Nirvana are being sued for copyright infringement for using an image on their merchandise that was designed by a British artist named C.W. Scott-Giles. The image was Scott-Giles' translation of Dante Alighieri's Inferno — the first section of his Divine Comedy poem.

Jocelyn Susan Bundy is the granddaughter of Scott-Giles, who illustrated a diagram of hell based on Inferno in 1949. The image depicts "upper hell," and features a set of circles with labels such as "Vestibule - the Futile," "Limbo - the Unbaptised and the Virtuous Pagans," "the Lustful," "the Gluttonous" and more.

As reported by Blabbermouth, Bundy sued Nirvana LLC on April 28, along with Live Nation Merchandise LLC and its Merch Traffic LLC unit and Silva Artist Management LLC. She claimed that Nirvana have been using her grandfather's illustration on their licensed merchandise without authorization since 1997, but that some of it actually dated back to 1989.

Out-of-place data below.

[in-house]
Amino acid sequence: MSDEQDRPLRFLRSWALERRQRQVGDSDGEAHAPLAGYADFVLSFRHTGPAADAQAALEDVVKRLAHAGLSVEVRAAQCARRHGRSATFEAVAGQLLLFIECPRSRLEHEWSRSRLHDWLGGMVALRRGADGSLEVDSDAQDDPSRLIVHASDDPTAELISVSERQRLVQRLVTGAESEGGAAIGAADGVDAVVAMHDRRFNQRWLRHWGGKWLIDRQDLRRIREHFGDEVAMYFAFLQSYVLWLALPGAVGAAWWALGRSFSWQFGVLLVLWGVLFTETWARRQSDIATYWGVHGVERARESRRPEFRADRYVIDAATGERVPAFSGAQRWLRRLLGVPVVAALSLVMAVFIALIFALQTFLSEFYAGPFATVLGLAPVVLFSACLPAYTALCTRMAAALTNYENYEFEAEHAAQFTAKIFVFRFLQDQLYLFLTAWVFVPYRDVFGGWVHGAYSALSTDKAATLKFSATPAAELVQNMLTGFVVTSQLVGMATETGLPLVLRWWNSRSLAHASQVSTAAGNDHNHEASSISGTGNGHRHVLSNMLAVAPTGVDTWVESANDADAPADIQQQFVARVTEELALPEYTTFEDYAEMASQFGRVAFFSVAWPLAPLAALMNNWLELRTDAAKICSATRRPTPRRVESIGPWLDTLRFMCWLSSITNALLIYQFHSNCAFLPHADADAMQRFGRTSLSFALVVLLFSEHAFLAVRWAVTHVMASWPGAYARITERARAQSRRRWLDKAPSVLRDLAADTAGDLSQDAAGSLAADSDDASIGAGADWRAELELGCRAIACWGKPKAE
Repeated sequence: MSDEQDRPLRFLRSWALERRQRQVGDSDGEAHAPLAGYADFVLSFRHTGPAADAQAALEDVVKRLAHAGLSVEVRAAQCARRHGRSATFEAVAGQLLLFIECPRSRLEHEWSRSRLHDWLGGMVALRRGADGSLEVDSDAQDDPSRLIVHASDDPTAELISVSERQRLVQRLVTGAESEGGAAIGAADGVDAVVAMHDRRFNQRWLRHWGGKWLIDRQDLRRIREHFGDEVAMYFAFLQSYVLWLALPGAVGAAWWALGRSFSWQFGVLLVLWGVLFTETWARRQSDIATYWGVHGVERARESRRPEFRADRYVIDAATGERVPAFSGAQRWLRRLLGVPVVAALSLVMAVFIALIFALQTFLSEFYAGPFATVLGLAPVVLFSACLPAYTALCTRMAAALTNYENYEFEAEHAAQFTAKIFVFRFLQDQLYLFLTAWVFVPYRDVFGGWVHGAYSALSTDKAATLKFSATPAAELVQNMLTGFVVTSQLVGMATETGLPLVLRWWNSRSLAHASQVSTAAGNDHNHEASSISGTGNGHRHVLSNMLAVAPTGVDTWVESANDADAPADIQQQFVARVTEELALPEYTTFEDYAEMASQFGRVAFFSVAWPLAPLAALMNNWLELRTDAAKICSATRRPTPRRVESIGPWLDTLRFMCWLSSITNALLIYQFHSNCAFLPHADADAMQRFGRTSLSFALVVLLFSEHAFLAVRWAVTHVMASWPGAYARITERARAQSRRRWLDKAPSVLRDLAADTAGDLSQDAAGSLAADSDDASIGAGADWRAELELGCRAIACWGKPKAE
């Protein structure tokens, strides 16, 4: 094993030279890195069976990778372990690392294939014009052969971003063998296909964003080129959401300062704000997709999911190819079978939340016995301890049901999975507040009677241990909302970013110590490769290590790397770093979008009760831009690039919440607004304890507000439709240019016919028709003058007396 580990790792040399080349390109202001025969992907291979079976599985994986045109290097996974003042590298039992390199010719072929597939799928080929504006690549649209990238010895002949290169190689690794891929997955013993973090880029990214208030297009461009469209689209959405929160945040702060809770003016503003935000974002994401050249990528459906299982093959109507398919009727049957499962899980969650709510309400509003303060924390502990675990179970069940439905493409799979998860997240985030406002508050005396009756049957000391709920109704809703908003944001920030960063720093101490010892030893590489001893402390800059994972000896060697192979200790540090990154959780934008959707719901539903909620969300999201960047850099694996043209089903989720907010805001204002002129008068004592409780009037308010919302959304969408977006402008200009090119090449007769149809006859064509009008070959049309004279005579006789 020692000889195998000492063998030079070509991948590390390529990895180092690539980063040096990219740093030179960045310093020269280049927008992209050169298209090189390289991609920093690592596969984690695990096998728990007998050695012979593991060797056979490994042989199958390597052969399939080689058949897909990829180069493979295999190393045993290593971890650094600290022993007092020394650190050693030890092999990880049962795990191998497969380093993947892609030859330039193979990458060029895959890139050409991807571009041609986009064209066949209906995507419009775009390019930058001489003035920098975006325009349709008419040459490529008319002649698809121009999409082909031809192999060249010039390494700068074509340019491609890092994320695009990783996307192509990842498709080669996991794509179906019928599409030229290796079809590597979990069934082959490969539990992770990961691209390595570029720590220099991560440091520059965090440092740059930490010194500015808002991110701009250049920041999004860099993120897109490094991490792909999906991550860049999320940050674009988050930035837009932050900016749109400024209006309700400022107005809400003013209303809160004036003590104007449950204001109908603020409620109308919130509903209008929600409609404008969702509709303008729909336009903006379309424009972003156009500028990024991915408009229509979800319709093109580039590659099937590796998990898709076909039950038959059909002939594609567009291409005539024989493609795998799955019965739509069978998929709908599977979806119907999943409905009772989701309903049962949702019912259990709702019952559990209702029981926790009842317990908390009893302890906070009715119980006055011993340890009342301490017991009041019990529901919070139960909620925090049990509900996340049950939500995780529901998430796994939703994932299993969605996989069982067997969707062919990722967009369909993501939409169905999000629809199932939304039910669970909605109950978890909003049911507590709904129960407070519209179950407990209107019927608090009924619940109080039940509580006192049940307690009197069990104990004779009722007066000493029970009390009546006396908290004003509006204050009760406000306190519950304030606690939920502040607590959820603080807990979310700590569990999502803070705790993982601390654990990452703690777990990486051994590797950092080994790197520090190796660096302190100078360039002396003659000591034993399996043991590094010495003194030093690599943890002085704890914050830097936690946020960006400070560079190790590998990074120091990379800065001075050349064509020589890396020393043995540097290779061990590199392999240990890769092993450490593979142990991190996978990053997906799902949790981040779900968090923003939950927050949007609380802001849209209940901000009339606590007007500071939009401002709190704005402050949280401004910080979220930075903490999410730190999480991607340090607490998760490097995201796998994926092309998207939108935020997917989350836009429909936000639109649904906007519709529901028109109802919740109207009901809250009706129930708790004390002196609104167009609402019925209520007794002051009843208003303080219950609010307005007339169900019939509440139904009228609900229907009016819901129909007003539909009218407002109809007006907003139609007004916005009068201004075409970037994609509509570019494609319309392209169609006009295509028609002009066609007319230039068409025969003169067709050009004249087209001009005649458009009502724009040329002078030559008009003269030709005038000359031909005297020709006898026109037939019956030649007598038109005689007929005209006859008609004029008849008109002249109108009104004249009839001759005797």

See an image of one of the Nirvana T-shirts that was sold by Hot Topic, that is sold out, below.

"On or about January 20, 2021, Plaintiff discovered that Defendants Nirvana and Live Nation Merchandise are (and have been) licensing, promoting, selling, manufacturing, and distributing vinyl records, t-shirts, sweaters, hoodies, key fobs, mugs, patches, buttons, and other merchandise items depicting an image virtually identical to the Illustration both in the U.S. and abroad," the suit reads.

"Further research revealed that some of the unauthorized uses of the Illustration on Nirvana-branded merchandise date as far back as 1989. Further research also revealed that over the years, the band Nirvana and parties acting on its behalf have routinely made false claims of ownership of the copyright in the Illustration by placing false copyright notices on the Infringing Products in substantially this form '© [Year] Nirvana."

The complaint further claimed that Nirvana implied that Kurt Cobain had actually drawn the illustration, or that the image was available to the public in the U.S., which would have allowed Nirvana to use it freely.

In December of 2018, Nirvana were doing the suing over T-shirts when they filed a suit against designed Marc Jacobs for using their iconic distorted smiley face logo. The tables have turned.

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